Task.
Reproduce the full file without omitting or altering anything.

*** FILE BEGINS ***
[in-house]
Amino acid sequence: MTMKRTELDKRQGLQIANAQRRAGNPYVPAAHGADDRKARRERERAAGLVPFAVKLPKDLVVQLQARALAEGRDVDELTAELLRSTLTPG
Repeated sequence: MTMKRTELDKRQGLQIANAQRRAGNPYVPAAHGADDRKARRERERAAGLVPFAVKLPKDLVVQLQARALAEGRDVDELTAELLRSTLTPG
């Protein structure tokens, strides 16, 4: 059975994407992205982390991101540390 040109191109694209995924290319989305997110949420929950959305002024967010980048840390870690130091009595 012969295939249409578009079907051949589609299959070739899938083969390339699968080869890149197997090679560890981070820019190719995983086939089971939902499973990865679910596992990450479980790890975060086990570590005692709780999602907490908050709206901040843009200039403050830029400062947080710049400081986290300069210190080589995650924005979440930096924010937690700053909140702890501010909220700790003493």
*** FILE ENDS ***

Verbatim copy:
[in-house]
Amino acid sequence: MTMKRTELDKRQGLQIANAQRRAGNPYVPAAHGADDRKARRERERAAGLVPFAVKLPKDLVVQLQARALAEGRDVDELTAELLRSTLTPG
Repeated sequence: MTMKRTELDKRQGLQIANAQRRAGNPYVPAAHGADDRKARRERERAAGLVPFAVKLPKDLVVQLQARALAEGRDVDELTAELLRSTLTPG
């Protein structure tokens, strides 16, 4: 059975994407992205982390991101540390 040109191109694209995924290319989305997110949420929950959305002024967010980048840390870690130091009595 012969295939249409578009079907051949589609299959070739899938083969390339699968080869890149197997090679560890981070820019190719995983086939089971939902499973990865679910596992990450479980790890975060086990570590005692709780999602907490908050709206901040843009200039403050830029400062947080710049400081986290300069210190080589995650924005979440930096924010937690700053909140702890501010909220700790003493």